Public housing in prime areas

SINGAPORE — The Government is looking into building public flats in prime areas, such as the planned Greater Southern Waterfront, to ensure that the city is “accessible” to all, said National Development Minister Lawrence Wong during a forum with National University of Singapore (NUS) students yesterday.

Such flats could have different requirements such as varying lease periods, said Mr Wong, as he responded to a question from a student on how to make public buildings and new economic icons available to all Singaporeans. The student had pointed out that although Marina Bay Sands, for example, is an icon of Singapore, “it is not really a place for all Singaporeans because of the high cost of enjoying such a place”. Recent executive condo launches include Treasure Crest and Northwave EC while existing ones include The Terrace EC, Brownstone EC, The Visionaire EC, Parc Life EC , Waterwoods EC, Signature at Yishun, Skypark Residences, Wandervale EC, The Vales EC, The Criterion EC, The Amore EC,  Bellewaters EC, Bellewoods EC.

Mr Wong was addressing some 170 students at the annual Kent Ridge Ministerial Forum, during which he also touched on other issues, such as addressing fault lines in society and the need to maintain social mobility.

Noting that there are common areas and green spaces within areas such as Marina Bay that Singaporeans can enjoy for free, Mr Wong said: “That has always been the basis of building our city, that it cannot be stratified, we don’t want a city that is exclusive. You cannot have a person living in a three-room flat or an HDB flat saying: ‘This is not accessible to me, this is a city that’s only for the elites, and it’s not for me’.”

In planning Singapore’s new “Central Business Districts” in Jurong or the Greater Southern Waterfront extension, the Government will be “very mindful and conscious of this — be it having a hawker centre there, having gardens and parks, or even having HDB flats there — so that you have HDB residential living right in the city”, he said.

The idea of building more public housing in prime areas to increase interaction between the haves and have-nots had been floated last year at a Real Estate Developers’ Association of Singapore event. Then, Mr Chan Chun Sing, who was Social and Family Development Minister, said simply doing that would not bridge the rich-poor divide.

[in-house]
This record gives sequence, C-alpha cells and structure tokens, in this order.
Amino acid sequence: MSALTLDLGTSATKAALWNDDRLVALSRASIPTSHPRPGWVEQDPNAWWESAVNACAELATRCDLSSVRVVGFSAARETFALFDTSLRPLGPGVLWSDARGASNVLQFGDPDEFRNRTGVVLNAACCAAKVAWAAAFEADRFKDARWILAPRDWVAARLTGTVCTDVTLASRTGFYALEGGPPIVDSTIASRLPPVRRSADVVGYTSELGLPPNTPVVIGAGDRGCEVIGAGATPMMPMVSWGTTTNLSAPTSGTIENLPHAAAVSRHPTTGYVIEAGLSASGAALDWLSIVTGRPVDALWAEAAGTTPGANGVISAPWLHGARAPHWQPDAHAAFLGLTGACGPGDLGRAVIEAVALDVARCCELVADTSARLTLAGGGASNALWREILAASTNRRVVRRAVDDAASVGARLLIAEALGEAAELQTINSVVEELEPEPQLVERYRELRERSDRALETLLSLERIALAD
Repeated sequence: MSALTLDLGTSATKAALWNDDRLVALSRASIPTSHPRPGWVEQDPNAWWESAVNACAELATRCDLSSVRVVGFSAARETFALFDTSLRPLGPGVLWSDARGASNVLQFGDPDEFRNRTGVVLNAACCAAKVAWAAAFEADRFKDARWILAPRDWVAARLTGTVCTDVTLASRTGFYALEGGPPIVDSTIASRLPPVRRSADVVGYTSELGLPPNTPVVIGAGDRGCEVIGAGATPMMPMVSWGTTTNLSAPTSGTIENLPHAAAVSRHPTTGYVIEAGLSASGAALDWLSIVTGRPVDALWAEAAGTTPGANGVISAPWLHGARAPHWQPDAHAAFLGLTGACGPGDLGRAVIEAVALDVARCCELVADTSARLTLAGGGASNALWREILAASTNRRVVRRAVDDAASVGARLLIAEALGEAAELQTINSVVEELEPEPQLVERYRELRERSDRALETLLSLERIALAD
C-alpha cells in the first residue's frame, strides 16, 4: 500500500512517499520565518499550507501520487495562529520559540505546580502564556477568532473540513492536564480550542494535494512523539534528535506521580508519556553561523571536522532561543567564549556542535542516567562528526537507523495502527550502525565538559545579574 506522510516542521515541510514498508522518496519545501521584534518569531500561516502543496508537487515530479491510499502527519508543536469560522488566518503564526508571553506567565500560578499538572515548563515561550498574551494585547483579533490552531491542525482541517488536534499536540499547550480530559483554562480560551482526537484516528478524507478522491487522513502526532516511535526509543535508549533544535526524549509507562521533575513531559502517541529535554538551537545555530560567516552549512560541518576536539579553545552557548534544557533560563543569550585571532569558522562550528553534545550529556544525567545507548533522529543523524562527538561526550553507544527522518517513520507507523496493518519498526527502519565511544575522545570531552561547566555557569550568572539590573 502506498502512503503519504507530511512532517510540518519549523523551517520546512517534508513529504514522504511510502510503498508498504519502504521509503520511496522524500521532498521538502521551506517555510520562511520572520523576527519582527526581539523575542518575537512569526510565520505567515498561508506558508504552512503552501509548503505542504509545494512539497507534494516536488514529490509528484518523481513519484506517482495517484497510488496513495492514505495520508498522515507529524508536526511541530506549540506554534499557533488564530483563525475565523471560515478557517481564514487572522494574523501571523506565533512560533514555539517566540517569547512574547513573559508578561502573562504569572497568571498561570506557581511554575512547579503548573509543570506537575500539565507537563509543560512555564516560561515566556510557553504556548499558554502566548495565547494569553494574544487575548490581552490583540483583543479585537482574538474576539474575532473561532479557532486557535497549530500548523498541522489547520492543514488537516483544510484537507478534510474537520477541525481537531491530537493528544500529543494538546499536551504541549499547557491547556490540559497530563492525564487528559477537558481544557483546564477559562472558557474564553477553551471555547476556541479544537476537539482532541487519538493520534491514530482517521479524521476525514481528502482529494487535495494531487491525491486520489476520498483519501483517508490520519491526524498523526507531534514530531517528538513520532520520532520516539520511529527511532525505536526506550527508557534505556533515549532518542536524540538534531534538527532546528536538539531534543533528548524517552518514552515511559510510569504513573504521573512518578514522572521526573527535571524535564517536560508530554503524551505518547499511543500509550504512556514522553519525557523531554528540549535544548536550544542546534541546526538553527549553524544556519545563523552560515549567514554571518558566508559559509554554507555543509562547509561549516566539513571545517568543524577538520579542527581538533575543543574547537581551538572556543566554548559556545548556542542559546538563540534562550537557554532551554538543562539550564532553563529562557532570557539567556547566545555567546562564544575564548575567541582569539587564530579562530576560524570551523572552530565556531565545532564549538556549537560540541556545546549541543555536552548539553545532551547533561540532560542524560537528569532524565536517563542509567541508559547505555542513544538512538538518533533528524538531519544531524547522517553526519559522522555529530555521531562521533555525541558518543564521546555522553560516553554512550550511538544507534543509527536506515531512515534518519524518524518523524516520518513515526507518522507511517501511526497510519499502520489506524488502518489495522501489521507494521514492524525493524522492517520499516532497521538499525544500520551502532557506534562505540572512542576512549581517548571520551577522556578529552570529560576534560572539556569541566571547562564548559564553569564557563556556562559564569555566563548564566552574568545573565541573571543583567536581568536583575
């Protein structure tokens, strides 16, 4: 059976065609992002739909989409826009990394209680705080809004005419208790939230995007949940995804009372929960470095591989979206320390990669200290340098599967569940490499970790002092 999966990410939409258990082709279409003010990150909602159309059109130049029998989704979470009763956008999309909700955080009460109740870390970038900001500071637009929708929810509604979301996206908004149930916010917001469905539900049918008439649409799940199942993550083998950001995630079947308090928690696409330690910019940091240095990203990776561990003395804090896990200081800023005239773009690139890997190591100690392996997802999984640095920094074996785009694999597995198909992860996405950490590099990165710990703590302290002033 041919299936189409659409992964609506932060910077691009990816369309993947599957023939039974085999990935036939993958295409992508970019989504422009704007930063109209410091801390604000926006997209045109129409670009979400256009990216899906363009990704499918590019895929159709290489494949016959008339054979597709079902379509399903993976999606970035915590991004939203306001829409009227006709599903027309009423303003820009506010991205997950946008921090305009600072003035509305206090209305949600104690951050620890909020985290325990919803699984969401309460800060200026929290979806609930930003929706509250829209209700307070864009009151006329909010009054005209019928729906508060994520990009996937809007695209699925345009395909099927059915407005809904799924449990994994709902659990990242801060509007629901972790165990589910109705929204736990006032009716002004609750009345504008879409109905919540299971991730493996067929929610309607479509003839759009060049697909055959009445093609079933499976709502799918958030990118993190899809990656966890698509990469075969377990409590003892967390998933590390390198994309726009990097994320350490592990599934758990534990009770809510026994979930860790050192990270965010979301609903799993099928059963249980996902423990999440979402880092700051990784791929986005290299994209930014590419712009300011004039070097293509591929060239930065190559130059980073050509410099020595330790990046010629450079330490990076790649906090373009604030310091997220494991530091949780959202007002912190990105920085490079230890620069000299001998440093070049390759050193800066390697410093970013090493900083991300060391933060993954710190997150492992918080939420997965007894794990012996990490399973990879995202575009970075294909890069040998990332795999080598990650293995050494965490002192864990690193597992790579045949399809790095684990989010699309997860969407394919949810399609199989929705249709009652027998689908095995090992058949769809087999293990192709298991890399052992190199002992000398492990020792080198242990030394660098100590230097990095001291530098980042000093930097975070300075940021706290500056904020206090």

Earlier last year, a paper published by the Lee Kuan Yew School of Public Policy had also raised the question of whether less public housing being built in Singapore’s city centre could lead to “enclaves” of wealth and social stratification.

Yesterday, Mr Wong acknowledged the difficulties of building public flats in prime areas. “People who successfully ballot for highly subsidised flats in the city area would have a ‘huge gain’”, he said, adding equity also had to be ensured for those who do not get the flats.

The Government does not have a good solution yet, but different options are being thought through, he added. But “the basic imperative to make sure our city is accessible by everyone, is something that we fully agree” with, he said.

Before the question-and-answer segment of the forum, Mr Wong also spoke on future developments in Singapore. Commenting on the planned Tengah town, envisioned as a “forest town”, Mr Wong revealed that a green corridor would link residents to the western and central catchments. The first batch of flats will be sold from 2018 onwards, he added.

Other topics raised by students include how to reconcile different groups of Singaporeans with different ideologies, including very “emotional” issues such as homosexuality, and rising anti-globalisation sentiments.

On reconciling fault lines, Mr Wong said such fault lines, which span race and religion, and sexuality issues, exist everywhere. “Attitudes on sexuality will evolve. Let them evolve naturally, because if you push too hard, it will create more tension, more pushback, and it may be counter productive,” he said.

On anti-globlisation sentiments, Mr Wong noted that countries have tried to uphold the international order, and push for trade and inter-dependency among economies, such as supporting the Trans-Pacific Partnership.

As the economy slows, Singapore will not be immune to such sentiment if unemployment rises and wage growth slows. “Things may not go the right way, we have to be nimble and keep watch on the external environment … within Singapore, we can make sure we look after those with lower incomes, the vulnerable … and make sure we have social mobility.”

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